Expert Speak Raisina Debates
Published on Aug 18, 2023
The hope that these drills will result in the deepening of strategic ties between the two nations remains highly unlikely, given Beijing’s unwillingness to curb its assertive ambitions in the South China Sea
China-Philippines relations: Will joint military exercises improve ties? On the 96th anniversary celebration of the People’s Liberation Army (PLA) in the city of Mandaluyong, Chinese Ambassador to the Philippines, Huang Xilian, floated the idea of holding joint military exercises with the Philippines. While such a proposal was done in an informal and unofficial fashion, as explained by Armed Forces of the Philippines (AFP) Chief General Romeo Brawner Jr., it was also reported that the AFP has not closed its doors to the proposal. While this development continues to generate speculation on whether such an arrangement may eventually take shape under the current administration of President Ferdinand Marcos Jr., the more important question is—in the unlikely scenario where such drills will materialise, will they significantly improve bilateral security relations between both countries?

Significance of joint military exercises

Joint military exercises, as a form of defence diplomacy, have significantly increased in their utility at a time when the international security landscape continues to face a plethora of emerging traditional and non-traditional security issues. On the operational front, bilateral military drills allow countries to increase their mutual awareness and helps them get familiarised with each other’s military procedures and defence technologies. This creates a functional opportunity for both sides to effectively train with each other’s crew. Such comprehension is vital for joint operations when war breaks out or when collectively addressing a series of non-traditional issues including humanitarian assistance; anti-piracy; illegal, unreported, and unregulated (IUU) fishing, etc.
Joint military exercises, as a form of defence diplomacy, have significantly increased in their utility at a time when the international security landscape continues to face a plethora of emerging traditional and non-traditional security issues.
On a more symbolic front, bilateral military exercises are important sources of strategic signalling, often against a third country that is perceived as a threat. Given the sensitivity of these exercises in terms of national security calculations, they also demonstrate how militaries from both sides possess a heightened sense of mutual trust and confidence in each other’s interests towards common goals in the region. This confidence-building measure further indicates the faith both parties have for one another, beyond language, culture, and race, at a time when the evolving nature of international geopolitics continues to deepen levels of discord among countries. However, such benefits are not automatically achieved between parties that conduct bilateral military exercises. Rather, these rewards will only be reaped if existing bilateral conditions between both countries are conducive to functional and deep levels of strategic cooperation. This pre-requisite, therefore, puts into question the current state of bilateral security relations between Manila and Beijing. Accordingly, China has been undeterred in its desire to alter not only the geography but also the balance of power in the South China Sea, largely in its favour. Along with the enhancement of its anti-access/area denial (A2/AD) capabilities, China also continues to build sophisticated defence infrastructure on the disputed features of the South China Sea. Such activities come directly at the expense of Philippine sovereignty and sovereign rights.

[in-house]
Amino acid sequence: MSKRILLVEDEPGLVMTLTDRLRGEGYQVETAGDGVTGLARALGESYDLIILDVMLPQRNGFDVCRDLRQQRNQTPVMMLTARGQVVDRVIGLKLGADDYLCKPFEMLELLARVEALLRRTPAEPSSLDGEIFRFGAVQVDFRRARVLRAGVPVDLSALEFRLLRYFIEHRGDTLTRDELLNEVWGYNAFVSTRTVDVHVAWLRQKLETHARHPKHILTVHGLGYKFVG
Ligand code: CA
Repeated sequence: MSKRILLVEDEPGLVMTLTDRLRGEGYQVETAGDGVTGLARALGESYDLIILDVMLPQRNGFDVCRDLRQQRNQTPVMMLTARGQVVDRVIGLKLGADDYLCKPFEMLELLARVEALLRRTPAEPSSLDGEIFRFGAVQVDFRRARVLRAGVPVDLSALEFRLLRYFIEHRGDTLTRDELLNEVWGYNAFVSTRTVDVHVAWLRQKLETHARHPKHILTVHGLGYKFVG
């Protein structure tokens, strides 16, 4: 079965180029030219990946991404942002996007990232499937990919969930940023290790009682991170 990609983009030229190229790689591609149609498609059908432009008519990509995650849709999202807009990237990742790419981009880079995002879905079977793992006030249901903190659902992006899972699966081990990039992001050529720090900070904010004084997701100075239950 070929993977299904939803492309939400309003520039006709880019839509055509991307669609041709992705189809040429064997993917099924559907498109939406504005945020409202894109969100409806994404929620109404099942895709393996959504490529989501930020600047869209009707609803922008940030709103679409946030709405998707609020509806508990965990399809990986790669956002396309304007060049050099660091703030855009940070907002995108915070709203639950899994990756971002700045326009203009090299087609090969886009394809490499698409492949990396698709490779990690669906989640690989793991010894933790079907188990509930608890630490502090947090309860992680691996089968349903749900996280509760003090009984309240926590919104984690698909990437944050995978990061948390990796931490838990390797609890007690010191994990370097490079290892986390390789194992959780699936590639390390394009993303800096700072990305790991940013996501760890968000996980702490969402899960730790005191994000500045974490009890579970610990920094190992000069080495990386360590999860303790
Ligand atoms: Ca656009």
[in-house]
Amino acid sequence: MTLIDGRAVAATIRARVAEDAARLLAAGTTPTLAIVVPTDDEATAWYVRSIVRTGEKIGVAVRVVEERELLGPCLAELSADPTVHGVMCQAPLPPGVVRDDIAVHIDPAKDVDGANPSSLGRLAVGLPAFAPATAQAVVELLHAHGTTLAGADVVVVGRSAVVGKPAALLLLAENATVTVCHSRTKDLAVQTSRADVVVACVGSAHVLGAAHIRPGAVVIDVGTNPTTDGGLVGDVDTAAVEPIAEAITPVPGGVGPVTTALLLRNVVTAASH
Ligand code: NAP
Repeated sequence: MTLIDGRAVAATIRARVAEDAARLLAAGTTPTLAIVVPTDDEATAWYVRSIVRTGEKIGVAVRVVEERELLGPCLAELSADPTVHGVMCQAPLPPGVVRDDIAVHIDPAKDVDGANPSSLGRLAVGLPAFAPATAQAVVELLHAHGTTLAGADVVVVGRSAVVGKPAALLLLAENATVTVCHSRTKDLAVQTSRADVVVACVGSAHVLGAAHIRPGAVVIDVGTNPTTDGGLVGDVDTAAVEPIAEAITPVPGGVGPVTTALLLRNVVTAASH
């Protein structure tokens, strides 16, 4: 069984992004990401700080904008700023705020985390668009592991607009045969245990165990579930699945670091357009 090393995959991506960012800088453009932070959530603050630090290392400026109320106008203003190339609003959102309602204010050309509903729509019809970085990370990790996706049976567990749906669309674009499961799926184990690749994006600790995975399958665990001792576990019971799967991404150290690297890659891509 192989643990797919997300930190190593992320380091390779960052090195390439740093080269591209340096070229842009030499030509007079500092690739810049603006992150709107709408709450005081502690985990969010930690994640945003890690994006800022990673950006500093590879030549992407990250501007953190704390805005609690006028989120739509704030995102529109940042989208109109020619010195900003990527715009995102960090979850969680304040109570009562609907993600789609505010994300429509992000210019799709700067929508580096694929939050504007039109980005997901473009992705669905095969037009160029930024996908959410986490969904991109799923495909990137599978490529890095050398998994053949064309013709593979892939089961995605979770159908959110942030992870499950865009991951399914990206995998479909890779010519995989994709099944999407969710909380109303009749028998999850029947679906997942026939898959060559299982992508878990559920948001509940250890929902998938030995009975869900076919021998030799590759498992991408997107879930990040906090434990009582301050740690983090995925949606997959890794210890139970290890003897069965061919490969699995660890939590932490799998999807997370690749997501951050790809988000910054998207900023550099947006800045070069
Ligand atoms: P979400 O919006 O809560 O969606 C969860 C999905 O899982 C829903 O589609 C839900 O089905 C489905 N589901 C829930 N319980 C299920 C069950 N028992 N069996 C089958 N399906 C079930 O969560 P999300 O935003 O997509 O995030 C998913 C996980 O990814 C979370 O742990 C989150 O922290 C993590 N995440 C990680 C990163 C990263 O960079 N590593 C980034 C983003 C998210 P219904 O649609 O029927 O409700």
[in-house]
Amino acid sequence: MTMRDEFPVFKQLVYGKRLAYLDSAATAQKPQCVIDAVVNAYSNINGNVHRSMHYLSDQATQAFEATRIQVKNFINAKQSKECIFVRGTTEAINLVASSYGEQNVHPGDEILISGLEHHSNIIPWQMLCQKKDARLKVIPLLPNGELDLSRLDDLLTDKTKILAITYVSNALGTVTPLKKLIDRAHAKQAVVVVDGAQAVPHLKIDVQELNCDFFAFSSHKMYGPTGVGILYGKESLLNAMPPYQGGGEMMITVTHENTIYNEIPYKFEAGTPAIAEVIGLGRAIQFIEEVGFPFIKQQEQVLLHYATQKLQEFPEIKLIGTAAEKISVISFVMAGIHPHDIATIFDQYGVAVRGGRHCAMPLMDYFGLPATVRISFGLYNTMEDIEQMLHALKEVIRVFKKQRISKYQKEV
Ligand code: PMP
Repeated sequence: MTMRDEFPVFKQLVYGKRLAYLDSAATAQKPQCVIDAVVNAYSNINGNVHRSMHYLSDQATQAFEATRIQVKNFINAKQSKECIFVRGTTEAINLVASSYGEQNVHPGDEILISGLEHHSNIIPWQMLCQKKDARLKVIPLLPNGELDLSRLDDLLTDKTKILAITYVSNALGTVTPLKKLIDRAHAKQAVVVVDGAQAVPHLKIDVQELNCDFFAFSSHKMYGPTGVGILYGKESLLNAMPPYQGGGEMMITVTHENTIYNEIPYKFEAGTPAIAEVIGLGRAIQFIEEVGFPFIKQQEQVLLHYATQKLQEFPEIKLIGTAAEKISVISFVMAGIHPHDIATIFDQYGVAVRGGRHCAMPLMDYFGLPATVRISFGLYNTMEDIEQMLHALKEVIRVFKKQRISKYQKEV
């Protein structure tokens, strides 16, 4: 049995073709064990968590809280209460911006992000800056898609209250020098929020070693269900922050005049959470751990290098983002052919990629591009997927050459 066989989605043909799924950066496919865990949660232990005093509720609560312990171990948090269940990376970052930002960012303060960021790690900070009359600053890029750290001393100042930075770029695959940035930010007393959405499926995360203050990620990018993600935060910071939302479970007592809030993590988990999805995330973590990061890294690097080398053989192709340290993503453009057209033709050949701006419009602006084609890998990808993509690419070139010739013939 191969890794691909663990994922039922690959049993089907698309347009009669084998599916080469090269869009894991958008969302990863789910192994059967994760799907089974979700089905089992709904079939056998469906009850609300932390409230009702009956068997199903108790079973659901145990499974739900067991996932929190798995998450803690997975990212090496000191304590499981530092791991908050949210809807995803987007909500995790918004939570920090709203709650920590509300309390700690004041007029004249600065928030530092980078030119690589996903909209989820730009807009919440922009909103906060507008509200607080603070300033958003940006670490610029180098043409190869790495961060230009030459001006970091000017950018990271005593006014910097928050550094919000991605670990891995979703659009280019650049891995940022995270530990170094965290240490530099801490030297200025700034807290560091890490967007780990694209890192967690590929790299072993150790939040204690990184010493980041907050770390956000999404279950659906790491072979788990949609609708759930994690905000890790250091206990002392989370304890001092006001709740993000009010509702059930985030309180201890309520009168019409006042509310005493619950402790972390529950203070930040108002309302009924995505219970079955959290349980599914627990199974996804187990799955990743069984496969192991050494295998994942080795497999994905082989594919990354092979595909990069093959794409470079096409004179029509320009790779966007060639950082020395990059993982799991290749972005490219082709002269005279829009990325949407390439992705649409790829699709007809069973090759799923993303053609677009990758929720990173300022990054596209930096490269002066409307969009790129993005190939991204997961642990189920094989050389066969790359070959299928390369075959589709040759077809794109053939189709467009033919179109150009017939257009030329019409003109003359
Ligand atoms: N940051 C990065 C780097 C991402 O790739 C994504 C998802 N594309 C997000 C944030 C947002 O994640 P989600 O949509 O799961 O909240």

Current state of bilateral relations between Philippines and China

The Chinese Coast Guard (CCG) also constantly indulges in borderline grey zone manoeuvres, such as harassing the Philippine Coast Guard (PCG) and Filipino fishing vessels, and using its maritime militia to swarm waters that are within the Philippines’ exclusive economic zone (EEZ). More importantly, while Marcos Jr. continues to emphasise his willingness to prioritise diplomatic negotiations with his Chinese counterpart Xi Jinping, there are no signs to indicate Beijing’s willingness to manage its belligerence and narrowly defined designs for the region. In fact, on several occasions, China often takes the opposite route vis-à-vis the agreements made between Manila and Beijing. In January, Marcos Jr. and Xi met in Beijing to manage their countries’ ongoing maritime dispute. The meeting resulted in several political pledges that were meant to serve as an avenue to eventually resolve outstanding bilateral security issues.
Along with the enhancement of its anti-access/area denial (A2/AD) capabilities, China also continues to build sophisticated defence infrastructure on the disputed features of the South China Sea.